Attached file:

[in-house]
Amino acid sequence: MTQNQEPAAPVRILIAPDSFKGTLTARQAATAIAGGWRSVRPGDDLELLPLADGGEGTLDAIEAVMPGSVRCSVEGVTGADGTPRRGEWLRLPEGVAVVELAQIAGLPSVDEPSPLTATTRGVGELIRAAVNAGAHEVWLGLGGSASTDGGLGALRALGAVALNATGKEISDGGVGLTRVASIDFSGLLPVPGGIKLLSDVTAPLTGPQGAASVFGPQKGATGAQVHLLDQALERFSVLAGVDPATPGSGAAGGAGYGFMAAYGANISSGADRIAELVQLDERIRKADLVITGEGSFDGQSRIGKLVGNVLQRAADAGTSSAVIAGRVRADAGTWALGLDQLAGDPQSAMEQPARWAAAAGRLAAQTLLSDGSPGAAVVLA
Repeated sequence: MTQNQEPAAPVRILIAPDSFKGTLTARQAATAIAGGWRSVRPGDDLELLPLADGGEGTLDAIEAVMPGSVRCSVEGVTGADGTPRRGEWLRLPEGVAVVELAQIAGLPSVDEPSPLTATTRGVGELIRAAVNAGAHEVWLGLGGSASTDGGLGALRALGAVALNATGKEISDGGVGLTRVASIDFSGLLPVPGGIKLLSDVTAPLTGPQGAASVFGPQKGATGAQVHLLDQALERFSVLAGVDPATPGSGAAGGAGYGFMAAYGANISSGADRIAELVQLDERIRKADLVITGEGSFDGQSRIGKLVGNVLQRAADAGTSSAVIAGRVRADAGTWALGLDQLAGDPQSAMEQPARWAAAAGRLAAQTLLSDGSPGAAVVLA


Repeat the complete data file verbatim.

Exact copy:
[in-house]
Amino acid sequence: MTQNQEPAAPVRILIAPDSFKGTLTARQAATAIAGGWRSVRPGDDLELLPLADGGEGTLDAIEAVMPGSVRCSVEGVTGADGTPRRGEWLRLPEGVAVVELAQIAGLPSVDEPSPLTATTRGVGELIRAAVNAGAHEVWLGLGGSASTDGGLGALRALGAVALNATGKEISDGGVGLTRVASIDFSGLLPVPGGIKLLSDVTAPLTGPQGAASVFGPQKGATGAQVHLLDQALERFSVLAGVDPATPGSGAAGGAGYGFMAAYGANISSGADRIAELVQLDERIRKADLVITGEGSFDGQSRIGKLVGNVLQRAADAGTSSAVIAGRVRADAGTWALGLDQLAGDPQSAMEQPARWAAAAGRLAAQTLLSDGSPGAAVVLA
Repeated sequence: MTQNQEPAAPVRILIAPDSFKGTLTARQAATAIAGGWRSVRPGDDLELLPLADGGEGTLDAIEAVMPGSVRCSVEGVTGADGTPRRGEWLRLPEGVAVVELAQIAGLPSVDEPSPLTATTRGVGELIRAAVNAGAHEVWLGLGGSASTDGGLGALRALGAVALNATGKEISDGGVGLTRVASIDFSGLLPVPGGIKLLSDVTAPLTGPQGAASVFGPQKGATGAQVHLLDQALERFSVLAGVDPATPGSGAAGGAGYGFMAAYGANISSGADRIAELVQLDERIRKADLVITGEGSFDGQSRIGKLVGNVLQRAADAGTSSAVIAGRVRADAGTWALGLDQLAGDPQSAMEQPARWAAAAGRLAAQTLLSDGSPGAAVVLA